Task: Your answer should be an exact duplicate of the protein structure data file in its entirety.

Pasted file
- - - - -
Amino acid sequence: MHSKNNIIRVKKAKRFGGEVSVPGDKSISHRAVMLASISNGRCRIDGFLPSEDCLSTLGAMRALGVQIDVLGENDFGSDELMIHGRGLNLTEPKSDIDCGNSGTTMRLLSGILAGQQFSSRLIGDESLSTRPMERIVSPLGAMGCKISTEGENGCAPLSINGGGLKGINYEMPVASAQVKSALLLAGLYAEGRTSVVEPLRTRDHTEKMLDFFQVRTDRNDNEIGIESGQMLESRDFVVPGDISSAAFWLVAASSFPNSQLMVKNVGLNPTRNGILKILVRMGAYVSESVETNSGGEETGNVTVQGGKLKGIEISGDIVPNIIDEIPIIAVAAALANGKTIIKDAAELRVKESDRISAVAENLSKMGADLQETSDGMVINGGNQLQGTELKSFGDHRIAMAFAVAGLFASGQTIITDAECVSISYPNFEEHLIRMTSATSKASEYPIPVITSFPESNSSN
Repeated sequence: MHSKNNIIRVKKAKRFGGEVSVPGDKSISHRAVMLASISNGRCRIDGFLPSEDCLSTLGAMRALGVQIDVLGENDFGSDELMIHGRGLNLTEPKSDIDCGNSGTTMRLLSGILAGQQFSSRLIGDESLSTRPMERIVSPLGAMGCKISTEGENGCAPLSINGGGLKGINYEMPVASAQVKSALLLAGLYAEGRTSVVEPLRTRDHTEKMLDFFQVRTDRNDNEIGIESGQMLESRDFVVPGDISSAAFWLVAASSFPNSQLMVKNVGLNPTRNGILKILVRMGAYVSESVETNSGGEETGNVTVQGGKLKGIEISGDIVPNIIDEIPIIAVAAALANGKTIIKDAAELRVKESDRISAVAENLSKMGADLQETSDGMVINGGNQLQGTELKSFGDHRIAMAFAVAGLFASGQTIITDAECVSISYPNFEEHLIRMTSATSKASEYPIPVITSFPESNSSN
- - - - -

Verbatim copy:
Amino acid sequence: MHSKNNIIRVKKAKRFGGEVSVPGDKSISHRAVMLASISNGRCRIDGFLPSEDCLSTLGAMRALGVQIDVLGENDFGSDELMIHGRGLNLTEPKSDIDCGNSGTTMRLLSGILAGQQFSSRLIGDESLSTRPMERIVSPLGAMGCKISTEGENGCAPLSINGGGLKGINYEMPVASAQVKSALLLAGLYAEGRTSVVEPLRTRDHTEKMLDFFQVRTDRNDNEIGIESGQMLESRDFVVPGDISSAAFWLVAASSFPNSQLMVKNVGLNPTRNGILKILVRMGAYVSESVETNSGGEETGNVTVQGGKLKGIEISGDIVPNIIDEIPIIAVAAALANGKTIIKDAAELRVKESDRISAVAENLSKMGADLQETSDGMVINGGNQLQGTELKSFGDHRIAMAFAVAGLFASGQTIITDAECVSISYPNFEEHLIRMTSATSKASEYPIPVITSFPESNSSN
Repeated sequence: MHSKNNIIRVKKAKRFGGEVSVPGDKSISHRAVMLASISNGRCRIDGFLPSEDCLSTLGAMRALGVQIDVLGENDFGSDELMIHGRGLNLTEPKSDIDCGNSGTTMRLLSGILAGQQFSSRLIGDESLSTRPMERIVSPLGAMGCKISTEGENGCAPLSINGGGLKGINYEMPVASAQVKSALLLAGLYAEGRTSVVEPLRTRDHTEKMLDFFQVRTDRNDNEIGIESGQMLESRDFVVPGDISSAAFWLVAASSFPNSQLMVKNVGLNPTRNGILKILVRMGAYVSESVETNSGGEETGNVTVQGGKLKGIEISGDIVPNIIDEIPIIAVAAALANGKTIIKDAAELRVKESDRISAVAENLSKMGADLQETSDGMVINGGNQLQGTELKSFGDHRIAMAFAVAGLFASGQTIITDAECVSISYPNFEEHLIRMTSATSKASEYPIPVITSFPESNSSN